FORBES AND LEGUMES
Birdsfoot Trefoil: (Lotus corniculatus)
Birdsfoot trefoil is a moderately long lived herbaceous perennial legume. It has well developed, branching, tap like root with side roots near the soil surface. Most cultivars are erect and grow to a height of 2 to 3 feet. Birdsfoot trefoil is generally used in areas that receive 20 inches of precipitation or more. It performs well on soils to shallow or too poorly drained for alfalfa. Birdsfoot trefoil can be used for hay or pasture. It is normally seeding in a mixture with grasses and grazed as a non -bloating legume.
Cultivars: Norcen, Viking, Mansfield, Leo, Empire, Dawn, Fergus, Cascade, Granger, Mackinaw, and Kalo
Alfalfa: (Medicago sativa)
Alfalfa is a long lived perennial legume. Flowers vary in color from purple to yellow and are borne in loose clusters. Alfalfa grows best on deep, well drained, friable soils. Alfalfa is harvested as hay which is processed or fed directly to livestock, or for seed production. It is grazed by all types of domestic livestock. Caution should be taken when using alfalfa for grazing due to its high bloat hazard. Alfalfa can also be used in a variety of human consumption items.
Cultivars: Ladak, Wrangler, Shaw, Vernal and many other public and private varieties
Sainfoin: (Onobrychis viciifolia)
Sainfoin is a deep rooted perennial legume arising from a branching root crown. Flowers are showy and pink, white or purple and tightly arranged in a compact raceme with 20 to 50 flowers per head. Its large, deep tap root also makes this species fairly drought tolerant. Sainfoin is a non-bloat causing legume which can be used as hay, or grazed in pastures. Sainfoin is highly palatable to sheep and cattle and is preferred over alfalfa. Sainfoin has low salt tolerance and does not do well in areas with high water tables or wet soils. It is best adapted to soils at least 18 inches deep and prefers areas receiving at least 14 inches annual precipitation.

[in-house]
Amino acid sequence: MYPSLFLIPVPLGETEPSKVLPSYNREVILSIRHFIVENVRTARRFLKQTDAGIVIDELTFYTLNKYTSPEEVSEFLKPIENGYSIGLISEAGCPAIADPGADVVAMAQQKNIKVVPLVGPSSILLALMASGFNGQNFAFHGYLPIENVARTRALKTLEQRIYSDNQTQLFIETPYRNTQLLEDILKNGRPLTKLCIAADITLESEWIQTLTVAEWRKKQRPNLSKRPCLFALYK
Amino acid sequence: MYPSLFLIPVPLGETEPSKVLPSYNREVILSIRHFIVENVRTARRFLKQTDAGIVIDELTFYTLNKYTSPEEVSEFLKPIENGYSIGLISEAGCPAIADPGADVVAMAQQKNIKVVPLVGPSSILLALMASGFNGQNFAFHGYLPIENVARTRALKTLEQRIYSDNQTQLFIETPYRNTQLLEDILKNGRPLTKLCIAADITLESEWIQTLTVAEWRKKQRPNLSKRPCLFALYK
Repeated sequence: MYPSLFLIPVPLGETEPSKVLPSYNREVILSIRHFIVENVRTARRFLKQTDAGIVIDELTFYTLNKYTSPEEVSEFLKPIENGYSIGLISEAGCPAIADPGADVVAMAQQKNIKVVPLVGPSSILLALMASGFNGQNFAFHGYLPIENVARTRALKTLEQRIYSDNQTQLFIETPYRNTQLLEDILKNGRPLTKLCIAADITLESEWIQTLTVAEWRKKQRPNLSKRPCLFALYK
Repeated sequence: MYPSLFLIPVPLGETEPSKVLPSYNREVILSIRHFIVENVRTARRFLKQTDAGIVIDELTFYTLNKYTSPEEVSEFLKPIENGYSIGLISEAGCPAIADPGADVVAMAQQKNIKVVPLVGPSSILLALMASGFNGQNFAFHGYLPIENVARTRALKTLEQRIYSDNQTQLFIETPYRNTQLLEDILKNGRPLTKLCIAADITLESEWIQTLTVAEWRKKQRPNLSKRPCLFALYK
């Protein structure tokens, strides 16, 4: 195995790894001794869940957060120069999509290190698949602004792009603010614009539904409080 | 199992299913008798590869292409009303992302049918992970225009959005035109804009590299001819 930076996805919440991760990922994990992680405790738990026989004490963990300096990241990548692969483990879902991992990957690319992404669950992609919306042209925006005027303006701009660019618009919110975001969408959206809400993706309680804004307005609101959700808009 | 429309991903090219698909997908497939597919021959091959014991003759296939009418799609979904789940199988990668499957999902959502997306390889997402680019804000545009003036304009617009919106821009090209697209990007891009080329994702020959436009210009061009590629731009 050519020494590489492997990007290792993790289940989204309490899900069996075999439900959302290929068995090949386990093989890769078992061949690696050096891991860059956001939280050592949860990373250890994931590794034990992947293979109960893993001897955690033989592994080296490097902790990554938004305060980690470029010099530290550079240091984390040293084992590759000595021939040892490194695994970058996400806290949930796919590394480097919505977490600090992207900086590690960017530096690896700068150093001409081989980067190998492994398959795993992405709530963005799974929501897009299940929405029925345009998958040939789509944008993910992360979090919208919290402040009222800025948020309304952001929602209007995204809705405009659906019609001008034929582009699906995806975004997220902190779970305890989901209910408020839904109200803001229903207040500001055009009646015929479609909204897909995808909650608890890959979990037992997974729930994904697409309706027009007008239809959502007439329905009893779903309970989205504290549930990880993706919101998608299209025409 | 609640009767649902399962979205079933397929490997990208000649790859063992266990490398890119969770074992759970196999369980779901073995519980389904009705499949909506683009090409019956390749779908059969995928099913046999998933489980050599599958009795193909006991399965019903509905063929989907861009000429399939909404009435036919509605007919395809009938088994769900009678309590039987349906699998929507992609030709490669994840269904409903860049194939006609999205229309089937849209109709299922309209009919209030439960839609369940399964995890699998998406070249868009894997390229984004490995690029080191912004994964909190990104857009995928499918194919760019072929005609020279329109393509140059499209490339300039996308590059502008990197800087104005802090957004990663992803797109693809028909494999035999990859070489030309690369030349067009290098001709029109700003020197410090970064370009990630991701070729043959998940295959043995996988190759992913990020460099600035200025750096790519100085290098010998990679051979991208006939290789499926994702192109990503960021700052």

Cultivars: Eski, Melrose, Nova, Remont, Renumex, Shoshone and Delaney
Woods Rose: (Rosa woodsii)
Woods rose is an native shrub growing 8 to 80 inches high, rhizomatous, with shallow, frequently branching fibrous roots, sometimes forming impenetrable thickets. Fruits of woods rose are a good source of energy and protein for many animals. These plants are also used as ornamentals near homes to attract birds and other wildlife. Woods rose is commonly a dominant species on riparian and wetland sites, but is adapted to a broad range of moisture conditions. It has moderate shade tolerance and will grow at elevations of 2,500 to 11,500 feet.
Small Burnet: (Sanguisorba minor)
Small burnet is a hardy, relatively long lived, evergreen, introduced perennial forb. Total height varies from 6 to 25 inches. Small burnet has excellent cold winter, drought tolerance and does best on well drained soils and infertile to disturbed soils in areas receiving14 inches or more annual precipitation. Small burnet is noted to have excellent forage value for livestock and wildlife during all seasons.